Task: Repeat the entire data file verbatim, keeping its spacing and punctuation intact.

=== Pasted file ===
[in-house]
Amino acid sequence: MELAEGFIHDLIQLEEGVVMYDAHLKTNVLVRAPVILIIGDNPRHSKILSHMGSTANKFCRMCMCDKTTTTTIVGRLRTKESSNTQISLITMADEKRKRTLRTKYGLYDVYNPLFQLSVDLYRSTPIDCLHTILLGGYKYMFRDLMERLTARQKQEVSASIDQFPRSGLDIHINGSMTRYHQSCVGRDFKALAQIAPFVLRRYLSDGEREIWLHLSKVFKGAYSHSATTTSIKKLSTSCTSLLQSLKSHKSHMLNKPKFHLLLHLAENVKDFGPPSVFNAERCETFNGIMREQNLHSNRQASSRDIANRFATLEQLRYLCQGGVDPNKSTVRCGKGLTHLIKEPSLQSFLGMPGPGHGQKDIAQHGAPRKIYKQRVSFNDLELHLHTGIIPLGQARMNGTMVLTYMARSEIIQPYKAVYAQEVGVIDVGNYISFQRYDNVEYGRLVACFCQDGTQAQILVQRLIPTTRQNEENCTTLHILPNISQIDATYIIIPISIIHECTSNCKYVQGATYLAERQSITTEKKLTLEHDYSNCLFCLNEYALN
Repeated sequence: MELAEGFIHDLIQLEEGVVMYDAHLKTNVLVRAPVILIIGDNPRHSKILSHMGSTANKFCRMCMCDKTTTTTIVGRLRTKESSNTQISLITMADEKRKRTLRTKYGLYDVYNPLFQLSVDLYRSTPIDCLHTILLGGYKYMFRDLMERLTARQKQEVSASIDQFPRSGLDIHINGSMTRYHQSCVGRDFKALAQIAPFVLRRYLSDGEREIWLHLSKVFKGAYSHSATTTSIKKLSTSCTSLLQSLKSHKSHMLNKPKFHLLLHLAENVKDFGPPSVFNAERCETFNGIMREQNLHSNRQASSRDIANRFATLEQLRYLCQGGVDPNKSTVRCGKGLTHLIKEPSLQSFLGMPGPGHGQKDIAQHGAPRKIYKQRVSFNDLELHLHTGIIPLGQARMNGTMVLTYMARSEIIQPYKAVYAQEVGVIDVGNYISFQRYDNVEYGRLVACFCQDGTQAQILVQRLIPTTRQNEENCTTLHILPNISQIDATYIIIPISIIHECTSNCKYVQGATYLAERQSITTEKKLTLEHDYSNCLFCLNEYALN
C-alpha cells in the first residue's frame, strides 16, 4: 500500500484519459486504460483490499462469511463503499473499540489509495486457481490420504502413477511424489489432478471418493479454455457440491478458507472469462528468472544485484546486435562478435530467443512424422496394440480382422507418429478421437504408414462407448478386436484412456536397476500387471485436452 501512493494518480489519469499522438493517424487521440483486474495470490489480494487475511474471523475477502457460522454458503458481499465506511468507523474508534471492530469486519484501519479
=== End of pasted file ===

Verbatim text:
[in-house]
Amino acid sequence: MELAEGFIHDLIQLEEGVVMYDAHLKTNVLVRAPVILIIGDNPRHSKILSHMGSTANKFCRMCMCDKTTTTTIVGRLRTKESSNTQISLITMADEKRKRTLRTKYGLYDVYNPLFQLSVDLYRSTPIDCLHTILLGGYKYMFRDLMERLTARQKQEVSASIDQFPRSGLDIHINGSMTRYHQSCVGRDFKALAQIAPFVLRRYLSDGEREIWLHLSKVFKGAYSHSATTTSIKKLSTSCTSLLQSLKSHKSHMLNKPKFHLLLHLAENVKDFGPPSVFNAERCETFNGIMREQNLHSNRQASSRDIANRFATLEQLRYLCQGGVDPNKSTVRCGKGLTHLIKEPSLQSFLGMPGPGHGQKDIAQHGAPRKIYKQRVSFNDLELHLHTGIIPLGQARMNGTMVLTYMARSEIIQPYKAVYAQEVGVIDVGNYISFQRYDNVEYGRLVACFCQDGTQAQILVQRLIPTTRQNEENCTTLHILPNISQIDATYIIIPISIIHECTSNCKYVQGATYLAERQSITTEKKLTLEHDYSNCLFCLNEYALN
Repeated sequence: MELAEGFIHDLIQLEEGVVMYDAHLKTNVLVRAPVILIIGDNPRHSKILSHMGSTANKFCRMCMCDKTTTTTIVGRLRTKESSNTQISLITMADEKRKRTLRTKYGLYDVYNPLFQLSVDLYRSTPIDCLHTILLGGYKYMFRDLMERLTARQKQEVSASIDQFPRSGLDIHINGSMTRYHQSCVGRDFKALAQIAPFVLRRYLSDGEREIWLHLSKVFKGAYSHSATTTSIKKLSTSCTSLLQSLKSHKSHMLNKPKFHLLLHLAENVKDFGPPSVFNAERCETFNGIMREQNLHSNRQASSRDIANRFATLEQLRYLCQGGVDPNKSTVRCGKGLTHLIKEPSLQSFLGMPGPGHGQKDIAQHGAPRKIYKQRVSFNDLELHLHTGIIPLGQARMNGTMVLTYMARSEIIQPYKAVYAQEVGVIDVGNYISFQRYDNVEYGRLVACFCQDGTQAQILVQRLIPTTRQNEENCTTLHILPNISQIDATYIIIPISIIHECTSNCKYVQGATYLAERQSITTEKKLTLEHDYSNCLFCLNEYALN
C-alpha cells in the first residue's frame, strides 16, 4: 500500500484519459486504460483490499462469511463503499473499540489509495486457481490420504502413477511424489489432478471418493479454455457440491478458507472469462528468472544485484546486435562478435530467443512424422496394440480382422507418429478421437504408414462407448478386436484412456536397476500387471485436452 501512493494518480489519469499522438493517424487521440483486474495470490489480494487475511474471523475477502457460522454458503458481499465506511468507523474508534471492530469486519484501519479